It is at times incredible to hear people in the private sector talk about lack of skilled personnel when their recruitment is based on anything other than skills and competence.

But I will reserve comments on employment in the private sector after all it is someone’s savings and investments and how well their businesses are managed, remains their business though personally and I guess the nation would be proud to have successful and thriving businesses.

Before people in the private sector take a swipe at the skills and education of Rwandans, they should examine the way they select their new employees.

In Rwanda, there is a notion held by many that a holder of a Masters Degree performs better and that with a PhD performs best and therefore demand for the said qualifications as a requirement for consideration for employment. What a fallacy!

Because someone was lucky to be “given” a government scholarship to study for a second degree does not necessarily make that person a better performer because some of those scholarships may not have been awarded based on merit.

Many of those have their qualifications go to their heads, develop ideas about their intelligence and consequently expect to be treated differently.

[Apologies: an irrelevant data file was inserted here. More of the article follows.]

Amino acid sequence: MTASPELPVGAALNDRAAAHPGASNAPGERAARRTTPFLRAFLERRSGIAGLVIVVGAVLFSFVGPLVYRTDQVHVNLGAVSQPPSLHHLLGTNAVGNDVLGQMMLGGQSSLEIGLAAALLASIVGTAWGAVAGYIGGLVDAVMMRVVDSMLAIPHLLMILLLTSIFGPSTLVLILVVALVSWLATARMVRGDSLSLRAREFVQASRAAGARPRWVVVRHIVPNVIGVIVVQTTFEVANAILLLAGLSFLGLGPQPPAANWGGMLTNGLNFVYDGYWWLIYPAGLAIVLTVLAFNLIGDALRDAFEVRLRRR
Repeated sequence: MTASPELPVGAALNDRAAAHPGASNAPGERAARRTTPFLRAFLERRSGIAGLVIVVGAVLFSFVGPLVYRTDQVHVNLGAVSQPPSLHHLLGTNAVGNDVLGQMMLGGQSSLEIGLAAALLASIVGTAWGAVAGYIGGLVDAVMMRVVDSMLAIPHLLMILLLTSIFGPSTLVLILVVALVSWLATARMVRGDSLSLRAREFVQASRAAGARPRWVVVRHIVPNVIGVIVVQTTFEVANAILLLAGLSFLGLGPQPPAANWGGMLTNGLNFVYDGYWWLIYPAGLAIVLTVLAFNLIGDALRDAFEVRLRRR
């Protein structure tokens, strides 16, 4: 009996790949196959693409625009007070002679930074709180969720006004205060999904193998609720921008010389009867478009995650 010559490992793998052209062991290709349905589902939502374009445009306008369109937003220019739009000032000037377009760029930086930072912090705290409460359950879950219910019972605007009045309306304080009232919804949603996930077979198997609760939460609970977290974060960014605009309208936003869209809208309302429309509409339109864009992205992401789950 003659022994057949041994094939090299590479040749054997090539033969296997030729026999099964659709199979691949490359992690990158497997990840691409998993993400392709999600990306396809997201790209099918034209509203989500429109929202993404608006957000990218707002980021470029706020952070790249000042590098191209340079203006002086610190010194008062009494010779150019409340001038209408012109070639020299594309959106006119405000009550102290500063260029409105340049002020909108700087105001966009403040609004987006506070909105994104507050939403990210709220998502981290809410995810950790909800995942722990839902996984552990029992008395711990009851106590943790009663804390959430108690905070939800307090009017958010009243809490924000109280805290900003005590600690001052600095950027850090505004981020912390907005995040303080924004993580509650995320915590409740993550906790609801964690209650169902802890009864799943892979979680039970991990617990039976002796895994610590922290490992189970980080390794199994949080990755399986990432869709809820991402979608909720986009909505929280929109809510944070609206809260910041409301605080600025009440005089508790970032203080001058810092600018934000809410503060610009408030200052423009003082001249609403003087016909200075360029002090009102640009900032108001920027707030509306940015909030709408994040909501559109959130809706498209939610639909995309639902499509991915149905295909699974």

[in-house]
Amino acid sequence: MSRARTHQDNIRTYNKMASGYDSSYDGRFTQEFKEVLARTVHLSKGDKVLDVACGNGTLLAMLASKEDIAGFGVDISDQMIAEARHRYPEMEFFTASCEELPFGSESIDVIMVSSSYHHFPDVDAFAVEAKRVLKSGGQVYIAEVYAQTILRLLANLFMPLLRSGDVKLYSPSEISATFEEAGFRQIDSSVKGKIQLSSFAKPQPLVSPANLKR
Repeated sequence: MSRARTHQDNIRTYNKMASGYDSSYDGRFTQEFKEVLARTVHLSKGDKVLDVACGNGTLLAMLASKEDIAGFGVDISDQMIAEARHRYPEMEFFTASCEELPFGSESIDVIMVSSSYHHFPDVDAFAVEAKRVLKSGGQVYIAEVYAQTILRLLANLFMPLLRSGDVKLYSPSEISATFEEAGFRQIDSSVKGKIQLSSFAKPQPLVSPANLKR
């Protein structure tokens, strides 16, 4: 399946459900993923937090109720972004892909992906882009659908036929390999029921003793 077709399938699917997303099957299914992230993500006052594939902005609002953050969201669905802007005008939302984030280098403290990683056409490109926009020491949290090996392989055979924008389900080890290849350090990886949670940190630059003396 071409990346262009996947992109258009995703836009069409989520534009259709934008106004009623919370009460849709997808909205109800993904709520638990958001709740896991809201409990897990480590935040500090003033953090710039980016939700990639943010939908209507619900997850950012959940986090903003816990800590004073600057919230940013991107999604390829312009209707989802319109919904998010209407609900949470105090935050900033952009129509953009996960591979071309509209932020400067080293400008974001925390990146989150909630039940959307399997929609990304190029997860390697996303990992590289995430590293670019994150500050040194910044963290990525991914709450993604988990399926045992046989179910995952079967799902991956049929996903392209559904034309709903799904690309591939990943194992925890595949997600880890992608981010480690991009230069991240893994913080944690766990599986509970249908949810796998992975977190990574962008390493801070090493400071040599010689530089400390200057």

Whereas it is pertinent to acknowledge the achievements of those who do have the aforementioned qualifications, it must be stressed that those qualifications may not necessarily translate into skills or performance.

We have heard of cases where some bosses have been discovered to have been surviving on forged academic documents. 

Many of the least developed countries in South and East Asia that reached their “take-off stage” in the 60s and 70s did not have a “critical mass” or half the number of University graduates Rwanda has today.

It would be good to prudently utilize the Human Resources available in Rwanda and then talk about skills that are not available lest we sound mocking to those who have the skills but cannot find employment.